Time Domain Continuous Imaging (TDCI) is a new model for photography that allows exposure timing to be freely manipulated after capture. This is done by creating, and operating on, a continuous waveform representation of how the value of each pixel changes over time. However, at this writing, there are no sensors that directly implement TDCI capture. The FourSee multi-camera prototype enables temporally-skewed exposures to be captured using the four component cameras and then later post-processed to create a TDCI representation, but the postprocessing is awkward and requires upload of image data to a separate computer. In contrast, this paper reports on a method whereby a single, conventional, Canon PowerShot camera can be used as a stand-alone TDCI platform. The camera programming is enhanced by custom code which is loaded into the camera using the Canon Hack Development Kit (CHDK). Thus, using code that should be portable to most camera models supported by CHDK, an inexpensive Canon PowerShot camera is able to internally capture and manipulate TDCI streams in the new.tik (Temporal Image Kontainer) file format.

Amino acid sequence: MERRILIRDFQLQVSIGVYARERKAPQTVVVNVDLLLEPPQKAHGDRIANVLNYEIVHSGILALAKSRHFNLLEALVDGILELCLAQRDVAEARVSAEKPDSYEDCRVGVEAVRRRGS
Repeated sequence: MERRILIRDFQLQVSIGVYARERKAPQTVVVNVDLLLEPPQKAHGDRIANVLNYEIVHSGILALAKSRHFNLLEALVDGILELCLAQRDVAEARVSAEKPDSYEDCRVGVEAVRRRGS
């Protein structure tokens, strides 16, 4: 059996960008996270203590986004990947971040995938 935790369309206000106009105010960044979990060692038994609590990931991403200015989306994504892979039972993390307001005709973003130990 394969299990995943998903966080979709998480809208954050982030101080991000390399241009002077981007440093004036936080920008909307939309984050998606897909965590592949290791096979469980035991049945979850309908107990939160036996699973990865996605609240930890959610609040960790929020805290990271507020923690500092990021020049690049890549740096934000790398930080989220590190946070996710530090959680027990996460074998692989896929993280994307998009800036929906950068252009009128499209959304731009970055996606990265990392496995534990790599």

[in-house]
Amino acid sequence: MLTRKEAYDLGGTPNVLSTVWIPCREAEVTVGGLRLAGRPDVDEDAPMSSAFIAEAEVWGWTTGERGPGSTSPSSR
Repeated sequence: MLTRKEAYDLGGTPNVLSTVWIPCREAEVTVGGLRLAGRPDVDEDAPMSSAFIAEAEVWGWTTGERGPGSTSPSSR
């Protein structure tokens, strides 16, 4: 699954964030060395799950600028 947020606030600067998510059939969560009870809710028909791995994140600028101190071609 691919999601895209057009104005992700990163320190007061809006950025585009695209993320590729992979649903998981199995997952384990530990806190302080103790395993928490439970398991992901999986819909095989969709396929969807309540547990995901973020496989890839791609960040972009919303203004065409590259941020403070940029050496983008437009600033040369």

|Number of pages||7|
|Journal||IS and T International Symposium on Electronic Imaging Science and Technology|
|State||Published - 2017|
|Event||Digital Photography and Mobile Imaging XIII 2017 - Burlingame, United States|
Duration: Jan 29 2017 → Feb 2 2017
Bibliographical noteFunding Information:
This work is supported in part under NSF Award #1422811, CSR: Small: Computational Support for Time Domain Continuous Imaging.
ASJC Scopus subject areas
- Computer Graphics and Computer-Aided Design
- Computer Science Applications
- Human-Computer Interaction
- Electrical and Electronic Engineering
- Atomic and Molecular Physics, and Optics